OT: Re: C++ (was: [cc65] malloc and Sort.c(26): Error: Expression expected)

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From: Christian Krüger (christian.krueger_at_pace.de)
Date: 2003-03-06 10:34:05


> [...]
> [C++]
> > Or why is it possible to declare a destructor 'non-virtual'?
> [...]
> Because it is not always necessary - if you don't inherit 
> your classes.
> There are times where this is usefull.

I know that, you know that and the linker should know that too. So
why I have to give that hint to the linker/compiler? (The same is true
for the 'call-by-value' & 'call by const ref.'-issue...)

The whole concept of having RTTI or not is for beginners confusing
and for experts a waste of thoughts and should be hidden by the
development tools. When somewhere is a 'dynamic cast', the compiler
should notice that, and should automatically assign the base class
a virtual function table etc.
And if there are some 'features' which could not done without
speed loss, than they have to be done with speed loss. When I have
to write fast code, I can use an other language and maybe should not
use the C stuff with classes. C++ is a bad mixture, it isn't clean, plain
& transparent. It is neither fish nor fowl.

> In fact, you can use C++ as a "C enhanced" when you restrict yourself
> to the things that don't have much speed and/or size drawbacks. If you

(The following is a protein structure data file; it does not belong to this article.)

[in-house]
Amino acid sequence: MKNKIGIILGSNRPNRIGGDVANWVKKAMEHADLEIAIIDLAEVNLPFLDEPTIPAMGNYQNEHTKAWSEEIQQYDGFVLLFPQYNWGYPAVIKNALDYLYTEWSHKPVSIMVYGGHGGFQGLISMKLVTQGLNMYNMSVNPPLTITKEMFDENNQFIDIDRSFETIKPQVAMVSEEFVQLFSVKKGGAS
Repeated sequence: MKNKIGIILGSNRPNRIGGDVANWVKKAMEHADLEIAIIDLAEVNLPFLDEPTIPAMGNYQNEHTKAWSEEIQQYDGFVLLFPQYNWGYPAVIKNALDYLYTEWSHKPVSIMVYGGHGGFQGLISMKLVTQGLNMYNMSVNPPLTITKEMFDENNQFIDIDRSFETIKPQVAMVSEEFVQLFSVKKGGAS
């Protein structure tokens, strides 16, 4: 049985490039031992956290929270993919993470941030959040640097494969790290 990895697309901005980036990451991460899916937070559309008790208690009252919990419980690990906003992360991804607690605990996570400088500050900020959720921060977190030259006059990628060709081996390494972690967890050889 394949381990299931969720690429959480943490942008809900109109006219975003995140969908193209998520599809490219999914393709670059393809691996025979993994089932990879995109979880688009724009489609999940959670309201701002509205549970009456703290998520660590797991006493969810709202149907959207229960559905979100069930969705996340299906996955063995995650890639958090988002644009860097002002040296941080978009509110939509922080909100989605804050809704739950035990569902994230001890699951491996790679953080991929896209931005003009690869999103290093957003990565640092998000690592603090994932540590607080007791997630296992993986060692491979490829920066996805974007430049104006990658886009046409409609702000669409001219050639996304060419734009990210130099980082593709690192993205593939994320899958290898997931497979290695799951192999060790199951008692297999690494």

> make sure that the run-time system reflects these limitations, C++ is
> nothing more than a more handy C-variant. There are some 
> efforts in this
> area, I think one of them is called "embedded C++".

I have to disagree. C++ is not only a question of size and speed.
It's also a question of comfort. There are many things which could
be done by the compiler & linker that are 'out-sourced' to the
Another example: There is no technical restriction which makes it
impossible to call a virtual function out of a constructor if the
virtual function restricts member access to base class members
(avoiding access to 'not-yet-constructed-members'). In some cases
where I need such feature I have to implement 'wild things' to get
the desired behaviour...
Or 'exception handling': I can declare that a function throws
an exception but it isn't checked if there is any 'catch'. This
should lead to a compiler/linker-error...

Sorry for beeing so off topic. I know, my comments don't change
the world, but it helps to let the 'steam' out... ;-)

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